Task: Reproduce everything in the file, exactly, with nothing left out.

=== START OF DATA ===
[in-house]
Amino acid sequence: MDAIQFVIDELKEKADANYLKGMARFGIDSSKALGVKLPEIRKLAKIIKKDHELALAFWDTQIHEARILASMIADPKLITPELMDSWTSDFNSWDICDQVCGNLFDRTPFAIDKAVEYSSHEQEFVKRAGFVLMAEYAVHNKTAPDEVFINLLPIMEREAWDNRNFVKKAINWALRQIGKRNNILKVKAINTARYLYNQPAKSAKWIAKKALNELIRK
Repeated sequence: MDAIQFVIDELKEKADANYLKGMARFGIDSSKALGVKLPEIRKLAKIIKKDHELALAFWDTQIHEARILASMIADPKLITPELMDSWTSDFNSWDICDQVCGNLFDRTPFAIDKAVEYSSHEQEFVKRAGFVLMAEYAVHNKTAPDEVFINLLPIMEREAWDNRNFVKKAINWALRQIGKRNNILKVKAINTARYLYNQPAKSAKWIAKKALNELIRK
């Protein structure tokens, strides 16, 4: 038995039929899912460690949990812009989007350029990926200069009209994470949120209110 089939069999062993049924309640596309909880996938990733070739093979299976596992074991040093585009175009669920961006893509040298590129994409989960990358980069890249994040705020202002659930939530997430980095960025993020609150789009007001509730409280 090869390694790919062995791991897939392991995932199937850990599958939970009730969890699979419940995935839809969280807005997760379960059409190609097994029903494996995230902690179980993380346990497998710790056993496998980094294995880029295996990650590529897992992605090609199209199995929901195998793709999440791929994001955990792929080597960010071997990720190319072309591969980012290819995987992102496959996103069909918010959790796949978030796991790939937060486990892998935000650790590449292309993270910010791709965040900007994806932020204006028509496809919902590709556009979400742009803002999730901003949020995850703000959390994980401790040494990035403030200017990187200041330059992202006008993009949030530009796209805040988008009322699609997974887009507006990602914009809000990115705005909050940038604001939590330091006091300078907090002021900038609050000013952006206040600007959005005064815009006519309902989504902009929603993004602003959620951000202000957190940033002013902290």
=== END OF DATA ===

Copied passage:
[in-house]
Amino acid sequence: MDAIQFVIDELKEKADANYLKGMARFGIDSSKALGVKLPEIRKLAKIIKKDHELALAFWDTQIHEARILASMIADPKLITPELMDSWTSDFNSWDICDQVCGNLFDRTPFAIDKAVEYSSHEQEFVKRAGFVLMAEYAVHNKTAPDEVFINLLPIMEREAWDNRNFVKKAINWALRQIGKRNNILKVKAINTARYLYNQPAKSAKWIAKKALNELIRK
Repeated sequence: MDAIQFVIDELKEKADANYLKGMARFGIDSSKALGVKLPEIRKLAKIIKKDHELALAFWDTQIHEARILASMIADPKLITPELMDSWTSDFNSWDICDQVCGNLFDRTPFAIDKAVEYSSHEQEFVKRAGFVLMAEYAVHNKTAPDEVFINLLPIMEREAWDNRNFVKKAINWALRQIGKRNNILKVKAINTARYLYNQPAKSAKWIAKKALNELIRK
């Protein structure tokens, strides 16, 4: 038995039929899912460690949990812009989007350029990926200069009209994470949120209110 089939069999062993049924309640596309909880996938990733070739093979299976596992074991040093585009175009669920961006893509040298590129994409989960990358980069890249994040705020202002659930939530997430980095960025993020609150789009007001509730409280 090869390694790919062995791991897939392991995932199937850990599958939970009730969890699979419940995935839809969280807005997760379960059409190609097994029903494996995230902690179980993380346990497998710790056993496998980094294995880029295996990650590529897992992605090609199209199995929901195998793709999440791929994001955990792929080597960010071997990720190319072309591969980012290819995987992102496959996103069909918010959790796949978030796991790939937060486990892998935000650790590449292309993270910010791709965040900007994806932020204006028509496809919902590709556009979400742009803002999730901003949020995850703000959390994980401790040494990035403030200017990187200041330059992202006008993009949030530009796209805040988008009322699609997974887009507006990602914009809000990115705005909050940038604001939590330091006091300078907090002021900038609050000013952006206040600007959005005064815009006519309902989504902009929603993004602003959620951000202000957190940033002013902290």